We shall soon be taking down out Christmas cards.  I send a lot of Christmas cards, and we receive a lot too.  We noticed this year that most of the cards we received and just about all the cards we sent had an explicitly Biblical reference.  Visiting other homes during the season and seeing other peoples’ cards we became aware that our experience is untypical: the majority of Christmas cards make no reference to the Biblical story.  Some of our cards contained circular letters, and some friends sent circular letters by email explaining that they were not sending cards this Christmas but were giving a donation to charity instead. I confess that I only skim read circular letters.  I also confess that I shall feel sad to be taking our Christmas cards down, our home will seem empty without them.


I remember being very moved by all the cards wishing me well that I received around the time of my cancer operation and as I was beginning my course of chemotherapy, getting on for two years ago. They were, for me, powerful symbols of the web of love and prayer with which I was being held. There were eventually too many for them all to be displayed at once, so like a large art gallery I began to rotate them, with some of display and others temporarily in store.  Together they incarnated the love of God which was holding me through a difficult time.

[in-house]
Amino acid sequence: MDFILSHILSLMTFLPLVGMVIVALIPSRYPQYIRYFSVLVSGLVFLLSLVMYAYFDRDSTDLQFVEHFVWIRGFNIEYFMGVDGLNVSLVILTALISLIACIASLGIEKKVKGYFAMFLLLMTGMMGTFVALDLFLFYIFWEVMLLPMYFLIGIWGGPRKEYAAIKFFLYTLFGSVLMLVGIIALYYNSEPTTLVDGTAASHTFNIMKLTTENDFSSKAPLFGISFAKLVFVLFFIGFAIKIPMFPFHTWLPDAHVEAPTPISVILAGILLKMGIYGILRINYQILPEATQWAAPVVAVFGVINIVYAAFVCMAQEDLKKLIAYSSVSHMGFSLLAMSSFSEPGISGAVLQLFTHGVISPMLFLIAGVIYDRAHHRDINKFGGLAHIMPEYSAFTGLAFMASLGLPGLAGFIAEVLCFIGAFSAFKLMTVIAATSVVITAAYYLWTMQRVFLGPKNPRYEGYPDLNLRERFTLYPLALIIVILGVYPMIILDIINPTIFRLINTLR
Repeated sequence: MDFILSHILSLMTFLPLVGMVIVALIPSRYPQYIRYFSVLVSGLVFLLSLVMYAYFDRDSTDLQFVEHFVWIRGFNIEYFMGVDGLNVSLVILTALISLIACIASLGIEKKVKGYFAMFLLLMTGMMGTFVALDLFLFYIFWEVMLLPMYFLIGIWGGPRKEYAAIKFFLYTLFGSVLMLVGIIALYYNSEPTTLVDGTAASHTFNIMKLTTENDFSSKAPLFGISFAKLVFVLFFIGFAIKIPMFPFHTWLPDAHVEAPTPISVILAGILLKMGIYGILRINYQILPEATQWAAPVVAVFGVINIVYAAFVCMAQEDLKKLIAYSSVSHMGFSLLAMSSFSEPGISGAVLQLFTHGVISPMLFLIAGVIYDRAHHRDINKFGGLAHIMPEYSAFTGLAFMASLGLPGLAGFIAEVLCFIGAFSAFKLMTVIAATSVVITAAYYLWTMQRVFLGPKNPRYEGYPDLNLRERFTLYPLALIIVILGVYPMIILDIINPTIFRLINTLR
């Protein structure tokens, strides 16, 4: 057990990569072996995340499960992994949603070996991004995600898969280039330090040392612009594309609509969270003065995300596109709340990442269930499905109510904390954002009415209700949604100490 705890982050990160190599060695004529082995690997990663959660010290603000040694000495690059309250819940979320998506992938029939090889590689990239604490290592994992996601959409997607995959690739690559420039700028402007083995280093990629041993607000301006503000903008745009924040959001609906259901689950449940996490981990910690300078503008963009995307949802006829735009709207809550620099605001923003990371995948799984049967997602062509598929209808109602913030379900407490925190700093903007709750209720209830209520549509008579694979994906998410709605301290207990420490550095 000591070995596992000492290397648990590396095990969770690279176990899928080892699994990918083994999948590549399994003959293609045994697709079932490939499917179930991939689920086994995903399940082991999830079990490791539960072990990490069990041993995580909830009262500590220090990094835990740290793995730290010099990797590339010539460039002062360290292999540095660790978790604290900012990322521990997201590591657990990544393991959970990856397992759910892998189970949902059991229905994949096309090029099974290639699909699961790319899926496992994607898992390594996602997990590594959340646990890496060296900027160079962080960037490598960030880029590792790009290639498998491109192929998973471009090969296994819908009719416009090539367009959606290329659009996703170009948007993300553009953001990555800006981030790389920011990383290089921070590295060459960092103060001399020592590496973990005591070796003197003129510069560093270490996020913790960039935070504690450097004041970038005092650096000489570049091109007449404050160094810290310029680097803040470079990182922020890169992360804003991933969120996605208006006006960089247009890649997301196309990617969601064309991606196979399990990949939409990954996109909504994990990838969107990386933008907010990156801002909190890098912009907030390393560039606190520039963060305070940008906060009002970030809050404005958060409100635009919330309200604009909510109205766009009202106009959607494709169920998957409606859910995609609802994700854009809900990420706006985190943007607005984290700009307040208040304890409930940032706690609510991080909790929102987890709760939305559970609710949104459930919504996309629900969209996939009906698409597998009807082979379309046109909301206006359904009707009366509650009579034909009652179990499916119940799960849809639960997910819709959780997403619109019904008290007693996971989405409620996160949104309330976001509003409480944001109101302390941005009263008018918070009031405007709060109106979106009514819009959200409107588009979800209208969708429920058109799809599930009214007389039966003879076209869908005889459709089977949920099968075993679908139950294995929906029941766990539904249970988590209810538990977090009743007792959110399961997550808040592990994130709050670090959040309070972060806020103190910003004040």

I recently read somewhere that a friendship between two people who have a shared faith and who take prayer seriously is much stronger and deeper than one between two people who don’t, and I sense that there is truth in that.


Christmas cards that remind us of the Christmas story are very important. The sending of them is a reminder of a shared faith which deepens the friendship between sender and receiver, it anchors that friendship within the loving activity of a Love greater than ours, and it celebrates and witnesses to that loving activity.  I know that they are not cheap to buy and that posting them in any number is a costly business, but faith is sometimes a costly business, and the sharing of it with friends to our mutual benefit, and the witnessing of it to others, is always likely to come at some cost.  I don’t see it as an alternative to charitable giving at Christmas. Its not an ‘either or’ but a ‘both and’.  If we seriously want to keep Christmas as Christ’s birthday, and to avoid it becoming overwhelmingly  secularised, then the sending of Christmas cards produced by a charity of our choice, that tell the Christmas story, with a ‘religious’ stamp on the envelope, is vitally important.